Value in Top Batsmen and Bowler Markets

A Professional Betfair Cricket punter explains how to find value within Top Batsman & Top Bowler side markets.

While the match odds will always be the most actively traded and most liquid market in cricket matches, there are still plenty of opportunities within the less popular side markets.

These markets may attract less attention, however if you adopt the right approach there are still inefficiencies to be found. Below I detail recommendations on how to approach finding value in some common side markets as well as identifying frequent misconceptions and mistakes made by punters.

Top Batsman

One of the most common misconceptions held by cricket punters is that a side’s best batsman is most likely to be its highest scoring batsman for an individual innings. Some will look at, say, a batsman’s average and assume that if they have the highest average in the team then they must top-score most often, however this is certainly not always the case.

Different batsmen have different “clusters” of scores, ranging in volatility. A prime example of this is recently retired stars Michael Clarke and Shane Watson. Clarke, who averaged a stellar 49.10 in test cricket, was dismissed between 0-25 in 55% of his test innings, while Watson whose average was a more moderate 35.19, was dismissed during this period only 50% of the time.

Conversely Watson was dismissed between 30-60 in 31% of his test innings’ whereas the same fate befell Clarke just 16% of the time.

To use an example more relevant to the top bat market, in 2015 Adam Voges had a breakthrough year in test cricket, scoring over 1000 runs at an incredible average of 85.66, which bettered that of his more esteemed colleagues Steve Smith (73.70) and David Warner (54.87).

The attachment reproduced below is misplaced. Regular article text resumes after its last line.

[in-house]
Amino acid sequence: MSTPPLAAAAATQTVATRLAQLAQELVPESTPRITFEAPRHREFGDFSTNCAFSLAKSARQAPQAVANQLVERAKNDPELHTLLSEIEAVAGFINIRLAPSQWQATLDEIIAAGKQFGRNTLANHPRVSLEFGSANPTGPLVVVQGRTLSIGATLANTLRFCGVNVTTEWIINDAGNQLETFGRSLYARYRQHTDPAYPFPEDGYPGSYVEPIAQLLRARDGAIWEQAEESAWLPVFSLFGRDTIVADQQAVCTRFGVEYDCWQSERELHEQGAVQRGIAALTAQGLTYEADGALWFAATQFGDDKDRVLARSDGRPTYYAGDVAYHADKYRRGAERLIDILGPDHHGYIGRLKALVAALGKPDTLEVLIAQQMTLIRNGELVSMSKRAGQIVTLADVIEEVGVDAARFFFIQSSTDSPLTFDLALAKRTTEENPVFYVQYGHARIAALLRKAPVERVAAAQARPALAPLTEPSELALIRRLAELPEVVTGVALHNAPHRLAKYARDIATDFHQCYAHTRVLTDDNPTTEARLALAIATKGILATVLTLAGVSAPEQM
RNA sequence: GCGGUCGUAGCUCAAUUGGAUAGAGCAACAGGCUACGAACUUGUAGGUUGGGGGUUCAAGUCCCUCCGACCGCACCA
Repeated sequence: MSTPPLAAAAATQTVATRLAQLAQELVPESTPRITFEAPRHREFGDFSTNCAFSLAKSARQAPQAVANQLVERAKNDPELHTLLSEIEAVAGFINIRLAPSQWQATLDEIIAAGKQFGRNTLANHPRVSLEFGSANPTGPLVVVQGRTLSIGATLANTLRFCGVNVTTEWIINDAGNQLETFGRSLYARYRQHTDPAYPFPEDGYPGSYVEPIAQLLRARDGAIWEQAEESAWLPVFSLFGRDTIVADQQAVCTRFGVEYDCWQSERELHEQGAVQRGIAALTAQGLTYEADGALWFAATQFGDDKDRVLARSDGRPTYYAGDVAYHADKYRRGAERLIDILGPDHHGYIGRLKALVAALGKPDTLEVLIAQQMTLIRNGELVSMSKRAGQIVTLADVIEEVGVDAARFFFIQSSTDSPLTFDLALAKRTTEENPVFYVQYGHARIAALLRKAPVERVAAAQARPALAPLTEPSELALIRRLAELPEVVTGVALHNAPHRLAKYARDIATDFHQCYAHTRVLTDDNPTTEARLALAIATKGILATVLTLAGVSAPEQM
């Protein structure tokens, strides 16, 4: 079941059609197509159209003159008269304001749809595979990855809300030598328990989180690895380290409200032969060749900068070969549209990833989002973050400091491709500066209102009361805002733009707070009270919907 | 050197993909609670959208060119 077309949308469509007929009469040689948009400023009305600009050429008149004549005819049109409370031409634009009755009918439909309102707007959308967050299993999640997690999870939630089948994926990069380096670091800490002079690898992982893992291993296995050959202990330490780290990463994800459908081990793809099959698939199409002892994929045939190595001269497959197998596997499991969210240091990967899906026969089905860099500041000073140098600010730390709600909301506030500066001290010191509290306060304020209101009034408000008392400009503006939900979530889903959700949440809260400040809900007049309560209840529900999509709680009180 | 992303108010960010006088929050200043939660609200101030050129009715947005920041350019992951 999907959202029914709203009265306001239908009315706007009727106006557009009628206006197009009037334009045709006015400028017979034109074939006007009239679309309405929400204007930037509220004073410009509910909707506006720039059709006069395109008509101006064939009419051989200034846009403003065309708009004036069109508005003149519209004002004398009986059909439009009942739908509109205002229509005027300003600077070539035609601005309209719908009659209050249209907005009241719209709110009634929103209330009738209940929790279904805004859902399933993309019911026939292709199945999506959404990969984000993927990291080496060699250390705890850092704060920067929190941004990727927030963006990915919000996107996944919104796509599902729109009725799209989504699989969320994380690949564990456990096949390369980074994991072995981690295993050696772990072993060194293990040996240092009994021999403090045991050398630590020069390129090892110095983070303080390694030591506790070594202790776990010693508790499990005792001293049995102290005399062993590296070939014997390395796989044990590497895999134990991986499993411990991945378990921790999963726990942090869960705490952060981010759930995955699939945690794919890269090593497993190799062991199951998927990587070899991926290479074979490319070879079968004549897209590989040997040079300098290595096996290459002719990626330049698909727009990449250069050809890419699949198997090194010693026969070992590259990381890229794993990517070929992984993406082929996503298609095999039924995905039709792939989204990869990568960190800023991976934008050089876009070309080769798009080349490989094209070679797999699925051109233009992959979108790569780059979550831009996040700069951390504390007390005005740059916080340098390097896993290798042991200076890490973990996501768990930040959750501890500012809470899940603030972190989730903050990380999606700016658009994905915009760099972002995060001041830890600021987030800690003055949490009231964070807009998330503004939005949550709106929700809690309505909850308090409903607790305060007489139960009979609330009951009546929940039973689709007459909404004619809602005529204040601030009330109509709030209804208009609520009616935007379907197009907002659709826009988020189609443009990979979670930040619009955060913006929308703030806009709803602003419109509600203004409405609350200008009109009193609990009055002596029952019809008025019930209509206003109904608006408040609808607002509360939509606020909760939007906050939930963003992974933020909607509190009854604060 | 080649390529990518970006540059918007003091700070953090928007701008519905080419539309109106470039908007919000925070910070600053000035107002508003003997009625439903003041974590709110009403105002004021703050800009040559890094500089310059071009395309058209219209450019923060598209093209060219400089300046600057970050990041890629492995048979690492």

However, despite playing only one test less than Smith and Warner in 2015, Voges top-scored for Australia just twice, compared to the seven top-bats from Smith and five to Warner. Even tail-ender Mitchell Johnson managed to top-score as often as Voges!

This underlines how the most important factor in picking a top-bat is the proportion of times they tend to top-score, rather than their average or how many runs they will score in the long-term, however it also highlights another important aspect in picking a top bat – batting order.

This is particularly relevant in limited overs games where you need to weight the top bat prices against the number of balls each batsman is likely to face. Other considerations include each batsman’s record against the opposition and at the ground/in the conditions, but by focussing on how often each individual batsman top scores you will have a great base to spot some value in this market.

Top Bowler

This is a relatively new market to the exchange but the same principles apply as in the top batsman market above – focus on the bowlers who take the most wickets in an innings most frequently and you should find plenty of value. There’s no use backing the super consistent bowler who gets two wickets a game ahead of the more volatile option who might go wicketless for a couple of games but pick up a bag of four or five wickets intermittently.

However, when it comes to limited overs games (T20 in particular), there is one important factor that must always be taken into consideration – whether the bowler bowls at the death. In both 50-over and 20-over matches, but particularly in the latter, a significant portion of the wickets to fall in each innings generally come towards the end of the innings when the batsman are taking the most risks, swinging with abandon and little concern for their wicket.

This was highlighted by the Sydney Sixers’ BBL campaign last season where their top wicket-taker for the tournament was also amongst their most expensive. Sean Abbott conceded an alarming 8.49 runs an over during BBL07, the most of any frontline bowler for the Sixers and at times must have been close to being dropped.

However, because he bowled at the death, Abbott picked up a number of cheap wickets to finish with 13 for the tournament, five ahead of his next closest compatriots. So while the thought of backing the out-of-sorts Abbott with the ball in any way in last summer’s BBL may have seemed unpalatable, the fact that he operated at the death made him the shrewd choice to back in the top bowler market.

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